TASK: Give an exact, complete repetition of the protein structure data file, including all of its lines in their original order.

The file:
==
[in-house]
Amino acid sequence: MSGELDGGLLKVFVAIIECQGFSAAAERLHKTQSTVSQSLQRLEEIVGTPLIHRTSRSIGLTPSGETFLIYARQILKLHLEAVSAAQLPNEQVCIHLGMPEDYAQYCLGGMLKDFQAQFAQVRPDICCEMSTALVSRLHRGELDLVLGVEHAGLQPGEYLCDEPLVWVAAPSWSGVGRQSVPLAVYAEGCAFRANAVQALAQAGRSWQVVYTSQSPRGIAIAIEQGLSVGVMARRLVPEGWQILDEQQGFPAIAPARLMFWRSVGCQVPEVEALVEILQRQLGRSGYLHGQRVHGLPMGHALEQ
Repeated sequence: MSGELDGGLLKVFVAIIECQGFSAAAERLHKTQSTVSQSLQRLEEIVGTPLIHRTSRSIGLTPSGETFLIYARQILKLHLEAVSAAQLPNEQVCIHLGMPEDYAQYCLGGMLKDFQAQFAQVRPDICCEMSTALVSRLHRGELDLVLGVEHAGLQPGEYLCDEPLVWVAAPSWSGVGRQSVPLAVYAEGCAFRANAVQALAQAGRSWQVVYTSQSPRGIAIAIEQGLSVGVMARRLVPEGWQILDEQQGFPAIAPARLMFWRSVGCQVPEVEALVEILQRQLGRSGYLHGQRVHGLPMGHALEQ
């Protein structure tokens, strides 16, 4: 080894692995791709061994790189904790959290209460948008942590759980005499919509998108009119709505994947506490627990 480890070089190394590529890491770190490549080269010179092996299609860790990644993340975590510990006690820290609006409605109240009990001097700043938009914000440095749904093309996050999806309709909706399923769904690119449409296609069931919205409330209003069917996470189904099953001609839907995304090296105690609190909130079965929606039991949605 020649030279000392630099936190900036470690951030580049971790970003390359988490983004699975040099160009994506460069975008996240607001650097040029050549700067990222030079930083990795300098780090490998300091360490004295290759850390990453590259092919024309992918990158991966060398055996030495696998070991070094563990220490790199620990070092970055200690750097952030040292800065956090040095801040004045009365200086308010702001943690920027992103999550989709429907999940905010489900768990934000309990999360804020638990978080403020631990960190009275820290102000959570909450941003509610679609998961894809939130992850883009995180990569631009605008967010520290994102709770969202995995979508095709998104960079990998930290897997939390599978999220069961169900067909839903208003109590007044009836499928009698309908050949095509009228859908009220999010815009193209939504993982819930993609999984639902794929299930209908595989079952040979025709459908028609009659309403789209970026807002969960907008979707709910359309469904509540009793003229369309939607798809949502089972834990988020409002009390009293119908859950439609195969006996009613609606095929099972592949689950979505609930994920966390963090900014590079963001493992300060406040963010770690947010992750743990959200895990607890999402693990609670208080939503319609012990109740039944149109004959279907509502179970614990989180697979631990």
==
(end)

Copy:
[in-house]
Amino acid sequence: MSGELDGGLLKVFVAIIECQGFSAAAERLHKTQSTVSQSLQRLEEIVGTPLIHRTSRSIGLTPSGETFLIYARQILKLHLEAVSAAQLPNEQVCIHLGMPEDYAQYCLGGMLKDFQAQFAQVRPDICCEMSTALVSRLHRGELDLVLGVEHAGLQPGEYLCDEPLVWVAAPSWSGVGRQSVPLAVYAEGCAFRANAVQALAQAGRSWQVVYTSQSPRGIAIAIEQGLSVGVMARRLVPEGWQILDEQQGFPAIAPARLMFWRSVGCQVPEVEALVEILQRQLGRSGYLHGQRVHGLPMGHALEQ
Repeated sequence: MSGELDGGLLKVFVAIIECQGFSAAAERLHKTQSTVSQSLQRLEEIVGTPLIHRTSRSIGLTPSGETFLIYARQILKLHLEAVSAAQLPNEQVCIHLGMPEDYAQYCLGGMLKDFQAQFAQVRPDICCEMSTALVSRLHRGELDLVLGVEHAGLQPGEYLCDEPLVWVAAPSWSGVGRQSVPLAVYAEGCAFRANAVQALAQAGRSWQVVYTSQSPRGIAIAIEQGLSVGVMARRLVPEGWQILDEQQGFPAIAPARLMFWRSVGCQVPEVEALVEILQRQLGRSGYLHGQRVHGLPMGHALEQ
């Protein structure tokens, strides 16, 4: 080894692995791709061994790189904790959290209460948008942590759980005499919509998108009119709505994947506490627990 480890070089190394590529890491770190490549080269010179092996299609860790990644993340975590510990006690820290609006409605109240009990001097700043938009914000440095749904093309996050999806309709909706399923769904690119449409296609069931919205409330209003069917996470189904099953001609839907995304090296105690609190909130079965929606039991949605 020649030279000392630099936190900036470690951030580049971790970003390359988490983004699975040099160009994506460069975008996240607001650097040029050549700067990222030079930083990795300098780090490998300091360490004295290759850390990453590259092919024309992918990158991966060398055996030495696998070991070094563990220490790199620990070092970055200690750097952030040292800065956090040095801040004045009365200086308010702001943690920027992103999550989709429907999940905010489900768990934000309990999360804020638990978080403020631990960190009275820290102000959570909450941003509610679609998961894809939130992850883009995180990569631009605008967010520290994102709770969202995995979508095709998104960079990998930290897997939390599978999220069961169900067909839903208003109590007044009836499928009698309908050949095509009228859908009220999010815009193209939504993982819930993609999984639902794929299930209908595989079952040979025709459908028609009659309403789209970026807002969960907008979707709910359309469904509540009793003229369309939607798809949502089972834990988020409002009390009293119908859950439609195969006996009613609606095929099972592949689950979505609930994920966390963090900014590079963001493992300060406040963010770690947010992750743990959200895990607890999402693990609670208080939503319609012990109740039944149109004959279907509502179970614990989180697979631990």